Say the name Palatino today and the only thing it brings to mind for most people is the elegant typeface designed by Hermann Zapf in 1948. Giovanni Battista Palatino (c.1515–c.1575) is the Italian calligrapher from whom Zapf took the name, and the pages here are from a 1550 reprinting of one of Palatino’s sample books, another of those volumes with a sprawling title: Libro di M. Giovambattista Palatino cittadino romano: nel qual s’insegna à scriuere ogni sorte lettera, antica, & moderna di qualunque natione. One of the fascinations for me in going through these old alphabet books is seeing the same designs reprinted down through the centuries until you arrive at the origin of a particular page or design. The third image in this post I have uncredited in a 1997 Pepin Press book of typography; I’ve seen someone wearing it at a gig on a T-shirt, and it turns up in a number of 19th century design books. But this is its origin, and for once the designer receives a credit (although he did sign some of his pages).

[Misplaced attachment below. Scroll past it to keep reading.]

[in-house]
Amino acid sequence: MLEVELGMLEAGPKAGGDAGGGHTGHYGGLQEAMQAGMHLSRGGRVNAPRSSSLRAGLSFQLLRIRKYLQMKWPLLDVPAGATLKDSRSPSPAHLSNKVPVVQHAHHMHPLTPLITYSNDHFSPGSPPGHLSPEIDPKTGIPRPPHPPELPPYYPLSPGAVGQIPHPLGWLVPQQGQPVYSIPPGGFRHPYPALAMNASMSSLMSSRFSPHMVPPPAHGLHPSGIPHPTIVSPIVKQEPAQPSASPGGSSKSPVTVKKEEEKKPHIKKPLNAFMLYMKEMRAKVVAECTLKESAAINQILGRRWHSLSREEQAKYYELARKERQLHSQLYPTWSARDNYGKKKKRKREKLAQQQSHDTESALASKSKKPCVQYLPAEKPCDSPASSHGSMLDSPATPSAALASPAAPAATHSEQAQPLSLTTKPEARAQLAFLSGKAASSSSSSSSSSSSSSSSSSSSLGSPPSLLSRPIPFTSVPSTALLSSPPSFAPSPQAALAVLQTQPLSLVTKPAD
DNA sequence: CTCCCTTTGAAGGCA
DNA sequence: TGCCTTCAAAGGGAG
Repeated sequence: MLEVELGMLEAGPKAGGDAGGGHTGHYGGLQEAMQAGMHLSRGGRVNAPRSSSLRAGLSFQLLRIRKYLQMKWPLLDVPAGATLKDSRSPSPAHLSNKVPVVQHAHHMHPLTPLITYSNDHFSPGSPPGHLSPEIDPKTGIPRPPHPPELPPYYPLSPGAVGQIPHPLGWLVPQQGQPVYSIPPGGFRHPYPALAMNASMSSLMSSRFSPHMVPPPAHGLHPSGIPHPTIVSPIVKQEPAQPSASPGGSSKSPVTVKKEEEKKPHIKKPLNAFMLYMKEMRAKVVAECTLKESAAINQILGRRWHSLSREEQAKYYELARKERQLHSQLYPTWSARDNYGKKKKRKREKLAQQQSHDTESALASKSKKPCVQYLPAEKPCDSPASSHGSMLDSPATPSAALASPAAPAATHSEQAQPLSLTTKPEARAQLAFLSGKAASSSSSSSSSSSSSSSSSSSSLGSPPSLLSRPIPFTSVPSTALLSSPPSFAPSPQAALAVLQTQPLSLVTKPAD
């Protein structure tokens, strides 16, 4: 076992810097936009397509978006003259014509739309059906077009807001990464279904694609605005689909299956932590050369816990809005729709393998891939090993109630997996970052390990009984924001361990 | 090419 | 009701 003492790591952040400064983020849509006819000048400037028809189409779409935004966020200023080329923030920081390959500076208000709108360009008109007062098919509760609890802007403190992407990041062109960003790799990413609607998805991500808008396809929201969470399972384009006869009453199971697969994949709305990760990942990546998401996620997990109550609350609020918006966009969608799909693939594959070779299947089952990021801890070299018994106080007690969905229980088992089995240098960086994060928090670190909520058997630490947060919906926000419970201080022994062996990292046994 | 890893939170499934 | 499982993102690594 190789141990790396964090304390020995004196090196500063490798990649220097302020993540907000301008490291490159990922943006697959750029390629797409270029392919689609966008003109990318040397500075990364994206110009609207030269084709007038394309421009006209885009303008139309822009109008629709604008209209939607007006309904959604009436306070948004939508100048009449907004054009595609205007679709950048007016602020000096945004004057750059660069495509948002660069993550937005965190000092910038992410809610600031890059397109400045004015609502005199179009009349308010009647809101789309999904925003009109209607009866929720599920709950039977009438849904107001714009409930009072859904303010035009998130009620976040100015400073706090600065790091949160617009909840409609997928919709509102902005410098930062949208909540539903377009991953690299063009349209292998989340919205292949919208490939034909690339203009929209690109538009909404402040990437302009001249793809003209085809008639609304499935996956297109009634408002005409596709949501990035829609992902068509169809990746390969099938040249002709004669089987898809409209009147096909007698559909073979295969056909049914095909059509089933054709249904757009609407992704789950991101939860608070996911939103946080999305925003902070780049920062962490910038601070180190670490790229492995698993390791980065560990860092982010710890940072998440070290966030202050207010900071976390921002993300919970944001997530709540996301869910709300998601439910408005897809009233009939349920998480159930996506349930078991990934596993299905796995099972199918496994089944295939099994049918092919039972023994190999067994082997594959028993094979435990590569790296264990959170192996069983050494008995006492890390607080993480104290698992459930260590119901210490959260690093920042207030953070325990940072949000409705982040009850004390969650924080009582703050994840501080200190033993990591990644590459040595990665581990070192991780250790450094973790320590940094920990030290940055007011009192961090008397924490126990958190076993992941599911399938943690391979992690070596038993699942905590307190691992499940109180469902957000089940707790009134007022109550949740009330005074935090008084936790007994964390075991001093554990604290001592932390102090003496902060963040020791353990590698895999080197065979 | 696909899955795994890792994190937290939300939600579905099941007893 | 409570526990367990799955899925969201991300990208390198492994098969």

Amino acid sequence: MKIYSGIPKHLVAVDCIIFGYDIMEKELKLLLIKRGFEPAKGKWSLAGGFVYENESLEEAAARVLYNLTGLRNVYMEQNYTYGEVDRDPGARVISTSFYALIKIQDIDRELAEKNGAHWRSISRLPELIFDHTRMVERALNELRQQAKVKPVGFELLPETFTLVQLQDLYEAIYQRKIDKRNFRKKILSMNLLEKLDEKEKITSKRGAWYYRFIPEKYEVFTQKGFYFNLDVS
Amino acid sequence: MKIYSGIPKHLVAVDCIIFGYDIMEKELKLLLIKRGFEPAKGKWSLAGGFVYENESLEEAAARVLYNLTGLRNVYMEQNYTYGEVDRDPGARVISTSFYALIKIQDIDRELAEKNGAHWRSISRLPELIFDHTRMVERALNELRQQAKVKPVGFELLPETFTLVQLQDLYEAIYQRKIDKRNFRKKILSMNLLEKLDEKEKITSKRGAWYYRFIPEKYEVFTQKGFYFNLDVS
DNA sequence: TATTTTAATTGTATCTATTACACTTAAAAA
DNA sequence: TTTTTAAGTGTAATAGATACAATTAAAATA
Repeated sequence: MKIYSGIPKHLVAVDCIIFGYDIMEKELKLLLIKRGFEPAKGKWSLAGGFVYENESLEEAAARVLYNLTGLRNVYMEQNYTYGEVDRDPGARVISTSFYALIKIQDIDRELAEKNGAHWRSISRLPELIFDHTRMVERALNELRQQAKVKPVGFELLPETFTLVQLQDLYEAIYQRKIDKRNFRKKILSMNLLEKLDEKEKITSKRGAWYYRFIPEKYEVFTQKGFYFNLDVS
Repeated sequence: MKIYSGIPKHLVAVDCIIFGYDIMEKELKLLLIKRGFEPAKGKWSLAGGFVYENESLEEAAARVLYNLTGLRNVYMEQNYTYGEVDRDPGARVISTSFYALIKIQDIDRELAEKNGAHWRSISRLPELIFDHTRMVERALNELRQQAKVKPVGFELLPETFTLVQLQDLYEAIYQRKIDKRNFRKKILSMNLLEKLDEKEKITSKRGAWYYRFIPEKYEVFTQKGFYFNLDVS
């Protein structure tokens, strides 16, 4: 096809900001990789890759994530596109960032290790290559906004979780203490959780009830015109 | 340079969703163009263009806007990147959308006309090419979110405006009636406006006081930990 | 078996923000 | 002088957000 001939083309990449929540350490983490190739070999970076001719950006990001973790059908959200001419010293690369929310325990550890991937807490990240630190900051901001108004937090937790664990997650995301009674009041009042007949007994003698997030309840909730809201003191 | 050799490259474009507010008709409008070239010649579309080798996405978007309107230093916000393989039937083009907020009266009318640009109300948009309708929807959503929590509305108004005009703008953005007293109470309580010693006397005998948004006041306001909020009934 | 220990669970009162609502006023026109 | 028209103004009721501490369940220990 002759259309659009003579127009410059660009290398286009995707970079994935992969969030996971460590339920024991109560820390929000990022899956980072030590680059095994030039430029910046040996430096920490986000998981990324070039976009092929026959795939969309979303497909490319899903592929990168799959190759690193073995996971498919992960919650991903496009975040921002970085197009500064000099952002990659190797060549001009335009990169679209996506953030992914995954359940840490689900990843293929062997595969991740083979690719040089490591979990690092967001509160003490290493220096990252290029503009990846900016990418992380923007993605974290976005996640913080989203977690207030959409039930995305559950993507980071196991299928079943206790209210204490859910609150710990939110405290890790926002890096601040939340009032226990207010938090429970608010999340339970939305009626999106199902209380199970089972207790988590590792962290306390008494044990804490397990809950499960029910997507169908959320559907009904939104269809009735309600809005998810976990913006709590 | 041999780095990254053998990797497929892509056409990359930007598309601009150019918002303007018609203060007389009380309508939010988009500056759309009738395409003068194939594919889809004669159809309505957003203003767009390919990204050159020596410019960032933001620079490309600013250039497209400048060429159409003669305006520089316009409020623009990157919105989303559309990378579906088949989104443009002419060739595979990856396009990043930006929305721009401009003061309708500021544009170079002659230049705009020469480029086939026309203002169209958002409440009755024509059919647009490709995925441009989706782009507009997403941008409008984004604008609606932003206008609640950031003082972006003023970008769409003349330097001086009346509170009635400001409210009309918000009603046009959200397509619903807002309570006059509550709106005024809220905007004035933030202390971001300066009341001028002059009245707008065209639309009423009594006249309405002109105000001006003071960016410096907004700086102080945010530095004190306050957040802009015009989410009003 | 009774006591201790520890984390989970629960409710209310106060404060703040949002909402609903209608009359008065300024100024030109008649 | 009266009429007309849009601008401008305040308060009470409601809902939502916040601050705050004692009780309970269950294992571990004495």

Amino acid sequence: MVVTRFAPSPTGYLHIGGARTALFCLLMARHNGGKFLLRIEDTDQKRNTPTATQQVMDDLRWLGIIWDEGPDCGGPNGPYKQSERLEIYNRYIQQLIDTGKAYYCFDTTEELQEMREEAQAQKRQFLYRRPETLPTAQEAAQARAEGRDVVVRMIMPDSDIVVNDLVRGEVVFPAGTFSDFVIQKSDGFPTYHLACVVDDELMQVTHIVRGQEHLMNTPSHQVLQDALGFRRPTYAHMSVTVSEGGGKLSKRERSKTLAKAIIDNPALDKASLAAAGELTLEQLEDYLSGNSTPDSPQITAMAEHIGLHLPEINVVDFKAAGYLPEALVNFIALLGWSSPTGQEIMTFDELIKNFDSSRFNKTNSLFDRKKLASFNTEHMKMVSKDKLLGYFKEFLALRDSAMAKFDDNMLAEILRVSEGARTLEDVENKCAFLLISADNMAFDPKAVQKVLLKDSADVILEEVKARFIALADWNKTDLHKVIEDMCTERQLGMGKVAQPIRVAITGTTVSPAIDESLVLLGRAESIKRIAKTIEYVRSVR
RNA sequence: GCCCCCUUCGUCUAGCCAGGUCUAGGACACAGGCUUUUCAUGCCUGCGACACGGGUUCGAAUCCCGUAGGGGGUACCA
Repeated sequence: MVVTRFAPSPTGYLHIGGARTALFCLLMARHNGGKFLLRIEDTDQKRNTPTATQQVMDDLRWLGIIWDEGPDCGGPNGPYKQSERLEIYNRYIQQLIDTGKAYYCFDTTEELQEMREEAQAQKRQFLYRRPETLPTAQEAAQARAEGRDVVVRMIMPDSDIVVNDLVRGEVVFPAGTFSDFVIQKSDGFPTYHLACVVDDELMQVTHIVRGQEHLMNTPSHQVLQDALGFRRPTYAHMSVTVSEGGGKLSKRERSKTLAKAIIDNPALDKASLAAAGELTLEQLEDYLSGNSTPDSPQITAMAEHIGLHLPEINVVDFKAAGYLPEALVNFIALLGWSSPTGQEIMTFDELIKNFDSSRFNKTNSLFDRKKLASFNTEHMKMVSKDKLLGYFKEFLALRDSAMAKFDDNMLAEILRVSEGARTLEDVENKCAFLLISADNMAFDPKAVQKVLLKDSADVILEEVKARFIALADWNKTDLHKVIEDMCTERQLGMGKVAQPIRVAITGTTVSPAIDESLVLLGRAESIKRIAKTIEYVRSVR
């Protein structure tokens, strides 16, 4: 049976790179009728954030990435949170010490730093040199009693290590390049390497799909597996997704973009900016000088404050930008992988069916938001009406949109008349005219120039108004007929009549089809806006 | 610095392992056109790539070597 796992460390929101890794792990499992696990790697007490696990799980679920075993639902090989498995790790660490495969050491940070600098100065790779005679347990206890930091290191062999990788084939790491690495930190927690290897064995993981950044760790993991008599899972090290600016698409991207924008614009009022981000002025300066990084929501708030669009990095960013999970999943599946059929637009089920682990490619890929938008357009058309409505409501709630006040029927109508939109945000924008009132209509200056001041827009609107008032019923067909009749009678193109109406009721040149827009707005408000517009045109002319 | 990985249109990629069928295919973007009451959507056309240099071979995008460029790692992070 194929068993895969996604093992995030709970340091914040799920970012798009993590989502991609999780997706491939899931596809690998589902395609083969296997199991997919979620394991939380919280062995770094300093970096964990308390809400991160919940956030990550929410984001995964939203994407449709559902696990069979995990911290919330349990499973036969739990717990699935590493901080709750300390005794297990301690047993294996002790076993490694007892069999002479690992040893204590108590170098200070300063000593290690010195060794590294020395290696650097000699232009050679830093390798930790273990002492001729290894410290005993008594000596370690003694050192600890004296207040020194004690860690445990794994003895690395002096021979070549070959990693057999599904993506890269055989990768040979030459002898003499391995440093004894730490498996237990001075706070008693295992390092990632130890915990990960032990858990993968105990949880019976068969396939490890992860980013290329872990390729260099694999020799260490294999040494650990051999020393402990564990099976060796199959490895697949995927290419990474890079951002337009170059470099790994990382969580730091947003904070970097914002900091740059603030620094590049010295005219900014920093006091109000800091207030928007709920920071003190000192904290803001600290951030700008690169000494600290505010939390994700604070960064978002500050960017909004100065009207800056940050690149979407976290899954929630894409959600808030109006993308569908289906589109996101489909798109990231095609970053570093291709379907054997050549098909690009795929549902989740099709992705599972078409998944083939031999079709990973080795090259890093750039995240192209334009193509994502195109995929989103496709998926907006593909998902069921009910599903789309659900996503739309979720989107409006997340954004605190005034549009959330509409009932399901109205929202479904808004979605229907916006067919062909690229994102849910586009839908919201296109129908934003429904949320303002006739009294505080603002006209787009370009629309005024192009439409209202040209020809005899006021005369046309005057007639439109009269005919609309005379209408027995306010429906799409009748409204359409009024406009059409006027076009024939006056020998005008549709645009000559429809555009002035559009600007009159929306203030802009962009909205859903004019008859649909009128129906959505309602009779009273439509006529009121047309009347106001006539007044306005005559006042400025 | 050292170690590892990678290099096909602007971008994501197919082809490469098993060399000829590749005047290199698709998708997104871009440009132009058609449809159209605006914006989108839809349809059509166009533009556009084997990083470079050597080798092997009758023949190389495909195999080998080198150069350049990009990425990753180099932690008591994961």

Also of interest in this book are the renderings of ancient alphabets. These range from familiar Greek and Hebrew letters to more obscure alphabets some of which resemble a number of occult alphabets that appeared around this time. Agrippa’s Passing the River and the Alphabet of the Magi by Paracelsus in particular look as though they might have been derived from a lettering book such as this.